The doctor looked at the muscular torso, and his face expressed pity, regret, embarrassment, and, perhaps, a certain wish to go away.
“But this wretched bullet prevents me from moving my legs. You must take it out, doctor, you must take it out!”
The doctor glances at the paralysed legs, and the swollen belly, already lifeless. He knows that the bullet broke the spine, and cut through the marrow which sent law and order into all this now inanimate flesh.
“Operate, doctor. Look you, a healthy chap like me would soon get well.”
The doctor stammers vague sentences: the operation would be too serious for the present ... better wait. ...
“No, no. Never fear. My health is first-rate. Don’t be afraid, the operation is bound to be a success.”
His rugged face is contracted by his fixed idea. His voice softens; blind confidence and supplication give it an unusual tone. His heavy eyebrows meet and mingle under the stress of his indomitable will; his soul makes such an effort that the immobility of his legs seems suddenly intolerable. Heavens! Can a man will so intensely, and yet be powerless to control his own body?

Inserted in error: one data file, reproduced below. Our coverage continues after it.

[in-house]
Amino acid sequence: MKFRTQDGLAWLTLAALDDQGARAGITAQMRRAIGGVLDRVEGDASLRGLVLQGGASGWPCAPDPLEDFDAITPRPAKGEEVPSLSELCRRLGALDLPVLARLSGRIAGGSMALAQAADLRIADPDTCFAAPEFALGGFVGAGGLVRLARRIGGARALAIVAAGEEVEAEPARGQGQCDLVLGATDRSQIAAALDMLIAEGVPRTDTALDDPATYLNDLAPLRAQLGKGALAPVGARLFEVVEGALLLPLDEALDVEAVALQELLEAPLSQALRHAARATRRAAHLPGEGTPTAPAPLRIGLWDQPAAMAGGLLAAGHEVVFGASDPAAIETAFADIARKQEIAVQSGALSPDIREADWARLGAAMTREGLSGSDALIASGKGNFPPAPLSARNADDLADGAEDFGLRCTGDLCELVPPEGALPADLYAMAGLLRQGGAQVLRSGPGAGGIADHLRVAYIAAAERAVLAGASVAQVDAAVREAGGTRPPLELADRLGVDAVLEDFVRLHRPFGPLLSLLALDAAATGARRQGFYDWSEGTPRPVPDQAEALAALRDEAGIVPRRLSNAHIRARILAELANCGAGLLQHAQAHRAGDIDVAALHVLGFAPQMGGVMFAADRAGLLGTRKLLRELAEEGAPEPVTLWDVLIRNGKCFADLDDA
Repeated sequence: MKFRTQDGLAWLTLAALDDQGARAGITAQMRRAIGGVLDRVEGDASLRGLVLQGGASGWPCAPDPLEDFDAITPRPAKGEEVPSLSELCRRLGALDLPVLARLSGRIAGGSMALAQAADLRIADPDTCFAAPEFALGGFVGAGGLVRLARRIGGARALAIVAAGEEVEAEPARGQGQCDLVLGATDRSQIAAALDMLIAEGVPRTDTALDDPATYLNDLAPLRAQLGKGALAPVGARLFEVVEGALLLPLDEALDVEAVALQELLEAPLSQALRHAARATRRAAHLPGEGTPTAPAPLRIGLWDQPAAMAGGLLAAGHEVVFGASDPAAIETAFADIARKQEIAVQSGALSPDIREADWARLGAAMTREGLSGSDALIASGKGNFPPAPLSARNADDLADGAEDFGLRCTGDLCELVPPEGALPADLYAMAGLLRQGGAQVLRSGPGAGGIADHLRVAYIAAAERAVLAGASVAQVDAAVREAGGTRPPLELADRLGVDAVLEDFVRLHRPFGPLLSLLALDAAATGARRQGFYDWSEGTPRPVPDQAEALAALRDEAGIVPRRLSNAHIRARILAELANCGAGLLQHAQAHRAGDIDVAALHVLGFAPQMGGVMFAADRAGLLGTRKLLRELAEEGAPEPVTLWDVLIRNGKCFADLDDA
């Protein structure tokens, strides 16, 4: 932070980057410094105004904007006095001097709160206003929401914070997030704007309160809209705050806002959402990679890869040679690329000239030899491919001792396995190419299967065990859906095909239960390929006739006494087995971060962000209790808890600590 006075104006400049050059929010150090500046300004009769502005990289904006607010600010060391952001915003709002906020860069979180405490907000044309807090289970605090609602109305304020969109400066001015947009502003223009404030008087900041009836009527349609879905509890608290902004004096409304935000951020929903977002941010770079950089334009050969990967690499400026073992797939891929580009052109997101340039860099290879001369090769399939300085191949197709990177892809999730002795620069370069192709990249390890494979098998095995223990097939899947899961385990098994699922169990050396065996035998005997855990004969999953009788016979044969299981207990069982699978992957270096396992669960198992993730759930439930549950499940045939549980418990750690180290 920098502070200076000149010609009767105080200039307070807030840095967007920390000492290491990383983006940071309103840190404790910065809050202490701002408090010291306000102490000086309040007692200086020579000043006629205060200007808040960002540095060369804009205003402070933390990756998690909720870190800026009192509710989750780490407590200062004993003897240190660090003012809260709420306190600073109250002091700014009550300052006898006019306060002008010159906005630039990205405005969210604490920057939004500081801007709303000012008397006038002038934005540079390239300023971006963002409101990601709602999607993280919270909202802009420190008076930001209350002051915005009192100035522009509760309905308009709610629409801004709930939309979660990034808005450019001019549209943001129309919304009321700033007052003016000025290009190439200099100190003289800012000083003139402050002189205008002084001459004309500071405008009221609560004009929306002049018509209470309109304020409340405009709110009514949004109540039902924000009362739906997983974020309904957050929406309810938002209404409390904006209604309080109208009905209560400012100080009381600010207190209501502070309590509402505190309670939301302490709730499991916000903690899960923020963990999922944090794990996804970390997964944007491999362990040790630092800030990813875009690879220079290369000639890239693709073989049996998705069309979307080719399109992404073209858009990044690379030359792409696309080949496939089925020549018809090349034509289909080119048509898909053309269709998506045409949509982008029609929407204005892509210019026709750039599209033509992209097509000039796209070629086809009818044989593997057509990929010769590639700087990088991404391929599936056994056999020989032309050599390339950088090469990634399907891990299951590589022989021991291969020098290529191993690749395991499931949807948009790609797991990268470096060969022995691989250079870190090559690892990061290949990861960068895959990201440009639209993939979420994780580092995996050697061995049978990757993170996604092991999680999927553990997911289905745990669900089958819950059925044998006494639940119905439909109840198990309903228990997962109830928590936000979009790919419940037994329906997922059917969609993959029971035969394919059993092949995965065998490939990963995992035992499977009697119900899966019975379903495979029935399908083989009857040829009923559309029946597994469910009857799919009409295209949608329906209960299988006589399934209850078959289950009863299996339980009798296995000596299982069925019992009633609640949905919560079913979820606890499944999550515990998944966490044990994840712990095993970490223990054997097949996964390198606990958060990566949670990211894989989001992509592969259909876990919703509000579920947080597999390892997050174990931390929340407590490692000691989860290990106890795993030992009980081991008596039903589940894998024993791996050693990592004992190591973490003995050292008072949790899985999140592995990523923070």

“Oh, operate, operate! You will see how pleased I shall be!”
The doctor twists the sheet round his forefinger; then, hearing a wounded man groaning in the next ward, he gets up, says he will come back presently, and escapes.
The colloquy between the rival gods took place at the foot of the great staircase.
The Arab soldier had just died. It was the Arab one used to see under a shed, seated gravely on the ground in the midst of other magnificent Arabs. In those days they had boots of crimson leather, and majestic red mantles. They used to sit in a circle, contemplating from under their turbans the vast expanse of mud watered by the skies of Artois. To-day, they wear the ochre helmet, and show the profiles of Saracen warriors.
The Algerian has just been killed, kicked in the belly by his beautiful white horse.
In the ambulance there was a Mussulman orderly, a well-to-do tradesman, who had volunteered for the work. He, on the other hand, was extremely European, nay, Parisian; but a plump, malicious smile showed itself in the midst of his crisp grey beard, and he had the look in the eyes peculiar to those who come from the other side of the Mediterranean.
Rashid “behaved very well.” He had found native words when tending the dying man, and had lavished on him the consolations necessary to those of his country.
When the Algerian was dead, he arranged the winding-sheet himself, in his own fashion; then he lighted a cigarette, and set out in search of Monet and Renaud.
For lack of space, we had no mortuary at the time in the ambulance. Corpses were placed in the chapel of the cemetery while awaiting burial. The military burial-ground had been established within the precincts of the church, close by the civilian cemetery, and in a few weeks it had invaded it like a cancer and threatened to devour it.